VTEX, a company focused on e-commerce strategies for major retailers and consumer brands, announced it has raised $225 million in a Series D funding round that included Tiger Global, Lone Pine Capital, Constellation, Endeavour Catalyst and SoftBank.
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The new funding takes the New York-based company to unicorn status with a valuation of $1.7 billion, and a total funding of $365 million. That included a $140 million venture round led by SoftBank last November, according to Crunchbase data.
Founded in 2000, the company intends to use the cash infusion to strengthen its balance sheet, Amit Shah, chief strategy officer and U.S. general manager at VTEX told Crunchbase News. That includes making acquisitions, hiring additional talent, investing in customer success, innovating its platform, and accelerating growth in the U.S., Europe and Asia-Pacific markets.
“We have been profitable for the past 10 years, but the new funding allows us to invest in the product,” Shah said. “In addition, this is an attractive market for others to enter, so we want to keep our leadership position.”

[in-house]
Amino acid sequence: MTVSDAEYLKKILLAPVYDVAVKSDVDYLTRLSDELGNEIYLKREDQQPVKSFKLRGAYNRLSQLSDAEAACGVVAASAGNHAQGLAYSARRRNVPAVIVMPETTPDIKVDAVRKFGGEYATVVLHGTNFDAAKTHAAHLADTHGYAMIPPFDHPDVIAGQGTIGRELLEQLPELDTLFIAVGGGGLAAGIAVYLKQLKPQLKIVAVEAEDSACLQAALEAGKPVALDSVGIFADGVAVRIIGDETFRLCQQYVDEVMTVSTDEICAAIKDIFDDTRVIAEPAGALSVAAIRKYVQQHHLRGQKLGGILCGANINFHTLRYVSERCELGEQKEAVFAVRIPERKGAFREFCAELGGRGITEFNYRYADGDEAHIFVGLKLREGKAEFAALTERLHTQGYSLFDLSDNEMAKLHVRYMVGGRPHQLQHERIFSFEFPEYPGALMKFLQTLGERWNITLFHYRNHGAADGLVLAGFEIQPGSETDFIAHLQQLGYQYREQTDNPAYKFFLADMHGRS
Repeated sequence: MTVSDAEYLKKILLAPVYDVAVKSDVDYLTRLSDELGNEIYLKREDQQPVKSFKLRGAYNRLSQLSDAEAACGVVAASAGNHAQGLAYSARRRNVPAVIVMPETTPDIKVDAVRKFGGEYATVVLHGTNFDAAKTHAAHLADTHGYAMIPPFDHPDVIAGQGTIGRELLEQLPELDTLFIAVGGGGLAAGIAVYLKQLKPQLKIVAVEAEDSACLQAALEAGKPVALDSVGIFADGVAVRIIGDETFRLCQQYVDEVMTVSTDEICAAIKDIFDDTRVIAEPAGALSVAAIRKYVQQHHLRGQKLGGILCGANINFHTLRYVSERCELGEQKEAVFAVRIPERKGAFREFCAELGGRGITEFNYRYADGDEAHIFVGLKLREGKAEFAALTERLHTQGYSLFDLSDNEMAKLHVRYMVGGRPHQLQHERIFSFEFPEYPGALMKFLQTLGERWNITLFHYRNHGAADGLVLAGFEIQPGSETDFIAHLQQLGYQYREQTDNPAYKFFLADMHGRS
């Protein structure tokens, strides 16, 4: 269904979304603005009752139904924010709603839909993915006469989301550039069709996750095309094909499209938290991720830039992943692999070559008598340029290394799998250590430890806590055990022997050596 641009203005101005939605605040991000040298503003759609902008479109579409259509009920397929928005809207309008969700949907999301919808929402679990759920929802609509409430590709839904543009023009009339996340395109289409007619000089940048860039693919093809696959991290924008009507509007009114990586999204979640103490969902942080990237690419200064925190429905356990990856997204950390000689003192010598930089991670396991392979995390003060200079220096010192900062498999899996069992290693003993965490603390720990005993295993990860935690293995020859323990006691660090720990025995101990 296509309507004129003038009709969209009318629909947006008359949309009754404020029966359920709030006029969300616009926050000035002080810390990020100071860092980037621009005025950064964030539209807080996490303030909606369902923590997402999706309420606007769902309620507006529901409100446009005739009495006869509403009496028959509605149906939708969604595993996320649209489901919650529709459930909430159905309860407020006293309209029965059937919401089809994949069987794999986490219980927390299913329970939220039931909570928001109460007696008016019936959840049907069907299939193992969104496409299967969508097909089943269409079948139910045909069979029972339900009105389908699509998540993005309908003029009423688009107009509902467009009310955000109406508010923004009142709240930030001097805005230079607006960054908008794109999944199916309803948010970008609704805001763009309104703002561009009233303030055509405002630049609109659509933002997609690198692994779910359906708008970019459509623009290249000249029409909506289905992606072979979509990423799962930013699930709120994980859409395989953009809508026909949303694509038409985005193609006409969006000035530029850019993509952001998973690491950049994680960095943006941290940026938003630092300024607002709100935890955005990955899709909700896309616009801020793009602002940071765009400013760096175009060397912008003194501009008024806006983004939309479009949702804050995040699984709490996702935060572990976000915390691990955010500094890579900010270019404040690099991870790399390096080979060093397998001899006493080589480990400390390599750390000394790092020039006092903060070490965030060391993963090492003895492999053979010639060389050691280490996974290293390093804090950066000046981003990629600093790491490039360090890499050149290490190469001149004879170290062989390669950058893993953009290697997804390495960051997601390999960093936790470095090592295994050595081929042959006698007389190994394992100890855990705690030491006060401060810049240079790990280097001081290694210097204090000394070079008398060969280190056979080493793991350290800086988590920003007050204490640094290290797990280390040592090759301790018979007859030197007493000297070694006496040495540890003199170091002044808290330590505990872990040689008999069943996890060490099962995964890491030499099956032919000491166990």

The online sales market in the U.S. is poised to be valued at approximately $600 billion, and the shift in trends toward online commerce is driven by more consumers pushing for that convenience, he added.
VTEX, which can enable a brand to be online in as little as 30 days, has seen 98 percent growth in platform adoption during the pandemic and now works with more than 3,000 online storefronts for global brands, including Motorola, Stanley Black & Decker and Sony. It expects to close 2020 with a 114 percent increase year over year.
As such, VTEX is focused on hiring people who used to run online businesses to act as guides for its customers. The company already has 900 employees and looks to end the year with 1,000, building out its team in the U.K., France, Germany and parts of Asia Pacific, Shah said.
“We want to make sure the people on our team are as knowledgeable as our customers,” he added. “The biggest change in tech is that the customer doesn’t want to buy software, they want to buy knowledge and expertise. Software is the vehicle.”
Illustration: Li-Anne Dias